Political Affairs: Who by fire, and who by Mandelblit - analysis

While the Jewish people prayed to be judged favorably by Heaven, Netanyahu’s fate lies partly in the hands of a more earthly tribunal.

Attorney General Avichai Mandelblit  (photo credit: MARC ISRAEL SELLEM)
Attorney General Avichai Mandelblit
(photo credit: MARC ISRAEL SELLEM)
This week, Jews around the world marked Yom Kippur, the Day of Atonement. Traditionally, this is the day on which God makes a final judgment as to whether we will survive the coming year, and what kind of year it will be.
In the “Unetaneh Tokef” prayer, we say that God alone will decide “who will rest and who will wander, who will live in harmony and who will be agitated, who will enjoy tranquility and who will suffer, who will be impoverished and who will be enriched, who will be degraded and who will be exalted.”
Also this week, Prime Minister Benjamin Netanyahu’s fate was considered by a more earthly tribunal. Attorney-General Avichai Mandelblit held a hearing in which Netanyahu’s lawyers attempted to convince him to drop all or some of the charges against Netanyahu.
President Reuven Rivlin entrusted Netanyahu with forming the next government, and most of the speculation on how that will go has been about the negotiations and which side will convince the other to compromise. But Netanyahu’s legal situation has the potential to play a huge role in the outcome.
Will Netanyahu be exalted or degraded, enjoy tranquility or suffer, live in harmony or be agitated this year? God only knows, but Mandelblit and the State Attorney’s Office will weigh in with their part of the decision pretty soon.
EARLIER THIS year, Mandelblit recommended that Netanyahu be indicted on three charges of breach of trust and one of bribery. The accusations are in three different cases.
In brief, Case 1000 revolves around nearly NIS 500,000 in gifts, including cigars, champagne and jewelry, that Netanyahu and his wife, Sara, received from billionaire Arnon Milchan – which the State Attorney’s Office alleges were illegal and the prime minister’s lawyers argue were gifts between longtime friends and therefore do not violate any laws.
Case 2000 was about Yediot Aharonot publisher Arnon Mozes asking Netanyahu to support legislation that would limit top competitor Israel Hayom’s ability to distribute its newspapers for free. In exchange, Mozes offered a major shift to positive coverage of the prime minister. Netanyahu did not agree; therefore, Mandelblit considered this a breach of trust and not bribery. Netanyahu has argued that many politicians negotiate with media barons in this way.
In Case 4000, Netanyahu stands accused of bribery for pushing a Bezeq-Yes merger that led to Bezeq major shareholder Shaul Elovitch earning millions of shekels, while Elovitch asked the Bezeq-owned website Walla News to make changes to favor Netanyahu and his wife on October 24, when he has to return the mandate to form a government to Rivlin, who has indicated that he will not grant Netanyahu a two-week extension. Then, Rivlin has two likely choices: either to task Blue and White leader Benny Gantz with trying to form a government, or to punt the decision to the Knesset, which would have 21 days to find a candidate that the majority of lawmakers support. If they fail, an election would automatically be called. Rivlin faced criticism after hinting he would do the second, and it remains to be seen what he will decide.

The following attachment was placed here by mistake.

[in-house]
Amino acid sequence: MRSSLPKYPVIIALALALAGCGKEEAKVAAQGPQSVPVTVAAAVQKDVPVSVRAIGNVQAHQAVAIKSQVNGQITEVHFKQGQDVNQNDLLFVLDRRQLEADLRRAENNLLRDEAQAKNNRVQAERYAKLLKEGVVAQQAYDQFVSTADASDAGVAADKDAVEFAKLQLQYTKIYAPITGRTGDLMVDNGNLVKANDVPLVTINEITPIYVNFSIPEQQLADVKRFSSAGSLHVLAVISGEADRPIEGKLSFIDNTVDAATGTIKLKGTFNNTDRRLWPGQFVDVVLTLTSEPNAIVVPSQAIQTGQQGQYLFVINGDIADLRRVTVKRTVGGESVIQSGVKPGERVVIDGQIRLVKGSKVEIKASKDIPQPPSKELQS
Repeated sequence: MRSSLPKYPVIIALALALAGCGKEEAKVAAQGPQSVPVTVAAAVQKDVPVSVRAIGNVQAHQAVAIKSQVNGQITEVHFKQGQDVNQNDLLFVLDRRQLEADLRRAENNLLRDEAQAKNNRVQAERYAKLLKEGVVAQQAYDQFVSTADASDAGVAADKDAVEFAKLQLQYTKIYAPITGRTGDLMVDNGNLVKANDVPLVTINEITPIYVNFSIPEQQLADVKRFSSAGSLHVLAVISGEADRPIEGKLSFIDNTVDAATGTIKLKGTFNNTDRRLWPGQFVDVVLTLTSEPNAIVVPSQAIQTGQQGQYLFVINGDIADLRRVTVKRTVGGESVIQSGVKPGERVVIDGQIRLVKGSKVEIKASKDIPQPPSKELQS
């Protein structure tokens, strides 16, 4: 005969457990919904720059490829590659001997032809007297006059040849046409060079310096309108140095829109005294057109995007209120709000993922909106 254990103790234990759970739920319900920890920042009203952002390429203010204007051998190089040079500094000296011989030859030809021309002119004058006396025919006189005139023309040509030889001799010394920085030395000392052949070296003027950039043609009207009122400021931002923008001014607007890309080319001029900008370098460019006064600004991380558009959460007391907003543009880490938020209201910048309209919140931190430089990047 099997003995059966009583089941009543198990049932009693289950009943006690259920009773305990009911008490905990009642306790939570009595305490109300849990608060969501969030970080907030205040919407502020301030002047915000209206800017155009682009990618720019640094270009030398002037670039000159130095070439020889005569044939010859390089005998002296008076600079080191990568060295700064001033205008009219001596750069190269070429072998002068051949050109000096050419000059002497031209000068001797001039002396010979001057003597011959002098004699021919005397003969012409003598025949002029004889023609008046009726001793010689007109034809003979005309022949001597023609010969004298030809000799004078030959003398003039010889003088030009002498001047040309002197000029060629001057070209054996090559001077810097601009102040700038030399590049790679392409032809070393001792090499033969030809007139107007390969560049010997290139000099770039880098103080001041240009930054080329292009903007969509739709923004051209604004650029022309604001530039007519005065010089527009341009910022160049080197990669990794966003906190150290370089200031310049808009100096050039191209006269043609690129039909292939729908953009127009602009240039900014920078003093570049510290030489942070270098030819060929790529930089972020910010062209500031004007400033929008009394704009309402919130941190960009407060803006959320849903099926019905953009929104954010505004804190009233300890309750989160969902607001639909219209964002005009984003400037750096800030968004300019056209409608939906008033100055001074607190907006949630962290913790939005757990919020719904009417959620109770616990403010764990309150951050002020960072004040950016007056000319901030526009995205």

Meanwhile, Blue and White has kept up its insistence that it will not sit in a government with Netanyahu as long as he is under a recommended or actual indictment. The Likud, of course, reserves the right to choose its own leader, and on Thursday night the Likud Central Committee was expected to reaffirm its commitment to him.
Netanyahu tried to hold a Likud leadership primary to show Blue and White that his party stands behind him and won’t be swayed by their inflexibility, but was deterred in part because of the timeline. Central committee chairman MK Haim Katz told him that at least one month would have to pass before the vote could be held, and that was cutting it too close to a possible Mandelblit decision. Netanyahu didn’t want to be the indicted candidate running against a not-indicted candidate – MK Gideon Sa’ar – so he dropped the idea.
If Netanyahu is not indicted, then his problems are solved and he could have a unity government and a rotation with Gantz. However, countless legal experts have said this is unlikely, based on the merits of the case or on the amount of work invested and reputations at stake in the State Attorney’s Office.
If Netanyahu is indicted – whether for bribery, breach of trust or both – that could be the final thing pushing him out of the Prime Minister’s Office. Not only will that likely cause Blue and White to further dig in its heels, but it’ll weaken his hold on the right-wing bloc and could bring about further insurrection in the Likud, even if the central committee votes to keep supporting him.
On Yom Kippur, when we asked who will be punished by water and who by fire, who by sword and who by beast, Netanyahu may have been wondering who by coalition negotiations and who by indictment. 
NOW THAT Mandelblit and his staff – minus the prosecution’s lead lawyer, Liat Ben-Ari, who bafflingly went on a family vacation instead of taking part in the hearing – have heard the Netanyahu legal team’s arguments, there are two clocks running at once.
We don’t know how much sand is in Mandelblit’s hourglass. Some say it could take the attorney-general as little as a month to make a decision – meaning until November 8. What’s almost certain is that we will know whether Netanyahu is indicted, and if so on what counts, by December 15, which is when State Attorney Shai Nitzan leaves his post.
The other clock is for coalition talks. Time runs out for Netanyahu